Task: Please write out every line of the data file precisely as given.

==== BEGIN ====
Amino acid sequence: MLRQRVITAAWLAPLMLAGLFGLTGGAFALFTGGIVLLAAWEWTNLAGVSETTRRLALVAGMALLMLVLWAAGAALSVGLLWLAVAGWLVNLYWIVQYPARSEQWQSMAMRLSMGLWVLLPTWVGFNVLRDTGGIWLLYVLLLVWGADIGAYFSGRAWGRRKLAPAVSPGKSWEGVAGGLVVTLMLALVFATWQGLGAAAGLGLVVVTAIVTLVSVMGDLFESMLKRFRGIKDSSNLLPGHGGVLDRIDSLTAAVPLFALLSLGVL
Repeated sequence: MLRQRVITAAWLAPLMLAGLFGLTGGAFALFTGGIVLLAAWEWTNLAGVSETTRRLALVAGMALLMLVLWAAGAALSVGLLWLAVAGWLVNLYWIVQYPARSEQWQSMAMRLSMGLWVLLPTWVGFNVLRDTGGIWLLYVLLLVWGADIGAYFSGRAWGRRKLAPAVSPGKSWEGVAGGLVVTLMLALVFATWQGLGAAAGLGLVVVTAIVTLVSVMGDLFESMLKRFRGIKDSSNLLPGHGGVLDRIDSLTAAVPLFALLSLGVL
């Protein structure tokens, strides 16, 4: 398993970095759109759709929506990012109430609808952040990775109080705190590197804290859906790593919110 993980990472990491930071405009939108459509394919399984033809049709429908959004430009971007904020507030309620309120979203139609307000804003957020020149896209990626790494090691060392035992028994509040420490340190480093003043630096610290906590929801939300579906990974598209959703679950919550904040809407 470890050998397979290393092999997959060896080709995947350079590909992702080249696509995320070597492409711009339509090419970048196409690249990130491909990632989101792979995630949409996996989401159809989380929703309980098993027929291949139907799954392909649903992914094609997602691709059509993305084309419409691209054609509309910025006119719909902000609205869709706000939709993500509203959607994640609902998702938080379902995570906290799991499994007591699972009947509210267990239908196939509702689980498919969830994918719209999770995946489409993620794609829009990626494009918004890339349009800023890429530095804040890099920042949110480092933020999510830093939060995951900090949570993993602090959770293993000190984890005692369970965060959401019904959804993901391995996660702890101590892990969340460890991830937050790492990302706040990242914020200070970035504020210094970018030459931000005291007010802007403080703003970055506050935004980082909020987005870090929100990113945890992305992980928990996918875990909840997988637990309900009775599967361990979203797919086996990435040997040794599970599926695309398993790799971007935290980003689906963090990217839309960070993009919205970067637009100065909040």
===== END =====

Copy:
Amino acid sequence: MLRQRVITAAWLAPLMLAGLFGLTGGAFALFTGGIVLLAAWEWTNLAGVSETTRRLALVAGMALLMLVLWAAGAALSVGLLWLAVAGWLVNLYWIVQYPARSEQWQSMAMRLSMGLWVLLPTWVGFNVLRDTGGIWLLYVLLLVWGADIGAYFSGRAWGRRKLAPAVSPGKSWEGVAGGLVVTLMLALVFATWQGLGAAAGLGLVVVTAIVTLVSVMGDLFESMLKRFRGIKDSSNLLPGHGGVLDRIDSLTAAVPLFALLSLGVL
Repeated sequence: MLRQRVITAAWLAPLMLAGLFGLTGGAFALFTGGIVLLAAWEWTNLAGVSETTRRLALVAGMALLMLVLWAAGAALSVGLLWLAVAGWLVNLYWIVQYPARSEQWQSMAMRLSMGLWVLLPTWVGFNVLRDTGGIWLLYVLLLVWGADIGAYFSGRAWGRRKLAPAVSPGKSWEGVAGGLVVTLMLALVFATWQGLGAAAGLGLVVVTAIVTLVSVMGDLFESMLKRFRGIKDSSNLLPGHGGVLDRIDSLTAAVPLFALLSLGVL
């Protein structure tokens, strides 16, 4: 398993970095759109759709929506990012109430609808952040990775109080705190590197804290859906790593919110 993980990472990491930071405009939108459509394919399984033809049709429908959004430009971007904020507030309620309120979203139609307000804003957020020149896209990626790494090691060392035992028994509040420490340190480093003043630096610290906590929801939300579906990974598209959703679950919550904040809407 470890050998397979290393092999997959060896080709995947350079590909992702080249696509995320070597492409711009339509090419970048196409690249990130491909990632989101792979995630949409996996989401159809989380929703309980098993027929291949139907799954392909649903992914094609997602691709059509993305084309419409691209054609509309910025006119719909902000609205869709706000939709993500509203959607994640609902998702938080379902995570906290799991499994007591699972009947509210267990239908196939509702689980498919969830994918719209999770995946489409993620794609829009990626494009918004890339349009800023890429530095804040890099920042949110480092933020999510830093939060995951900090949570993993602090959770293993000190984890005692369970965060959401019904959804993901391995996660702890101590892990969340460890991830937050790492990302706040990242914020200070970035504020210094970018030459931000005291007010802007403080703003970055506050935004980082909020987005870090929100990113945890992305992980928990996918875990909840997988637990309900009775599967361990979203797919086996990435040997040794599970599926695309398993790799971007935290980003689906963090990217839309960070993009919205970067637009100065909040």